Staten Island Woman Sentenced To 12 Years’ Imprisonment For Illegal Distribution Of Oxycodone
Carolyn Richardson Obtained Thousands of Opioid Pills Using Fraudulent Prescriptions and False Patient Information
Earlier today before United States District Judge I. Leo Glasser in Brooklyn, New York, Carolyn Richardson was sentenced to 12 years’ imprisonment, to be followed by three years of supervised release, for operating a sophisticated scheme to fraudulently obtain and distribute thousands of Schedule II controlled substances, particularly opioids such as oxycodone, without a medical license. Richardson had previously pled guilty to conspiring to distribute and possess with intent to distribute oxycodone. Her co-defendant, Doraymus Robinson, who also previously pled guilty, was sentenced to eight years’ imprisonment for his role in the conspiracy on June 28, 2017.
The sentence was announced by Bridget M. Rohde, Acting United States Attorney for the Eastern District of New York, and James J. Hunt, Special Agent-in-Charge, Drug Enforcement Administration (DEA), New York Division.
Between January 2015 and July 2016, Richardson and Robinson operated a fraudulent scheme to illegally obtain oxycodone and other prescription narcotics using the DEA registration number of an active practicing physician. Richardson had the physician’s prescriber information printed on fraudulent prescription pads, along with a fake address and a phone number that routed back to Richardson’s cell phone. The defendants wrote false prescriptions, which contained fake patient identification information and signatures, and used the prescriptions to fraudulently obtain oxycodone from pharmacies. If a pharmacy called to verify a prescription, Richardson answered the phone feigning to be an employee at the doctor’s office. Additionally, the defendants sold the fraudulent prescription pads for cash. Prior to arresting the defendants, law enforcement executed a search warrant on the defendants’ storage unit and recovered thousands of prescription pills filled in false names, fake prescription pads, dozens of identifications and health care cards, and a firearm.
“Carolyn Richardson and Doraymus Robinson used fraud and deceit to fuel the opioid epidemic for their own gain and at immeasurable cost to the community,” stated Acting United States Attorney Rohde. “This Office and our partners at the DEA will continue to use all the tools at our disposal to solve the opioid crisis, including by holding offenders, like Richardson and Robinson, accountable to the fullest extent under the law.”
“This sentencing highlights how drug dealers infiltrate medical practices in order to divert controlled substances to street sales, increasing the supply of opioids in our communities,” stated DEA Special Agent-in-Charge Hunt. “However, law enforcement is doubling down on opioid traffickers; targeting traditional street dealers selling heroin and tracking down white collar criminals diverting prescription medication.”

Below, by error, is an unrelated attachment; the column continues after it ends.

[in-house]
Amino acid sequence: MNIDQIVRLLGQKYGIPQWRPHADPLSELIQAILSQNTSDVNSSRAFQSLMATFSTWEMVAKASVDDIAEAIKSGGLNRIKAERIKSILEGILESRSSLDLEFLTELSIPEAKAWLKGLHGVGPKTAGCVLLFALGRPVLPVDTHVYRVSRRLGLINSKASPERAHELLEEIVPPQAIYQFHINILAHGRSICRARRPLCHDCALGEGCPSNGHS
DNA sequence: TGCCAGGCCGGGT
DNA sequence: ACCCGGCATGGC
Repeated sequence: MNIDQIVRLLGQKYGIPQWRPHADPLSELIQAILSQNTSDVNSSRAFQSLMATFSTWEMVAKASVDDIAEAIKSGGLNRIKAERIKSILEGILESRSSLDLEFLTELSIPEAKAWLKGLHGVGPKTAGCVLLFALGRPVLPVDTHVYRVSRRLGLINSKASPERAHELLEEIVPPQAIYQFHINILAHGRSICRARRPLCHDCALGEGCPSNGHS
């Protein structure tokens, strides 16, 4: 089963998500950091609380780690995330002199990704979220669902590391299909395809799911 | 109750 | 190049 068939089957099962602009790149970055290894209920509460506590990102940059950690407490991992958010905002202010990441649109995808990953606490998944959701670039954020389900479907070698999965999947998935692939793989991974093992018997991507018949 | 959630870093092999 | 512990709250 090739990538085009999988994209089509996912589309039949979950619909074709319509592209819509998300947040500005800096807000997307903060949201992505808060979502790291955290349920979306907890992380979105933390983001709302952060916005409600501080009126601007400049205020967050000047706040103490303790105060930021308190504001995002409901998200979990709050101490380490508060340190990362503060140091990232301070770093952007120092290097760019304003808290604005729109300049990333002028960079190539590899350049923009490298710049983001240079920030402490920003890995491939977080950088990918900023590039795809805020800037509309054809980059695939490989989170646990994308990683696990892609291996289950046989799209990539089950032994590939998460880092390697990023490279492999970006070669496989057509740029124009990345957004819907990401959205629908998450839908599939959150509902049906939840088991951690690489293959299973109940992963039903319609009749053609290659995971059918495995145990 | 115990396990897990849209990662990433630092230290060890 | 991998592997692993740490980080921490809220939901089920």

This case is the latest in a series of federal prosecutions by the United States Attorney’s Office for the Eastern District of New York as part of the Prescription Drug Initiative. In January 2012, this Office and the DEA, in conjunction with the five District Attorneys in this district, the Nassau and Suffolk County Police Departments, the New York City Police Department, and New York State Police, along with other key federal, state, and local government partners, launched the Initiative to mount a comprehensive response to what the United States Department of Health and Human Services Centers for Disease Control and Prevention called an epidemic increase in the abuse of so-called opioid analgesics. To date, the Initiative has brought over 160 federal and local criminal prosecutions, including the prosecution of 19 health care professionals, taken civil enforcement actions against a hospital, a pharmacy, and pharmacy chain, removed prescription authority from numerous rogue doctors, and expanded information sharing among enforcement agencies to better target and pursue drug traffickers. The Initiative also is involved in an extensive community outreach program to address the abuse of pharmaceuticals.
The government’s case is being handled by the Office’s International Narcotics and Money Laundering Section. Assistant United States Attorney Jennifer M. Sasso is in charge of the prosecution.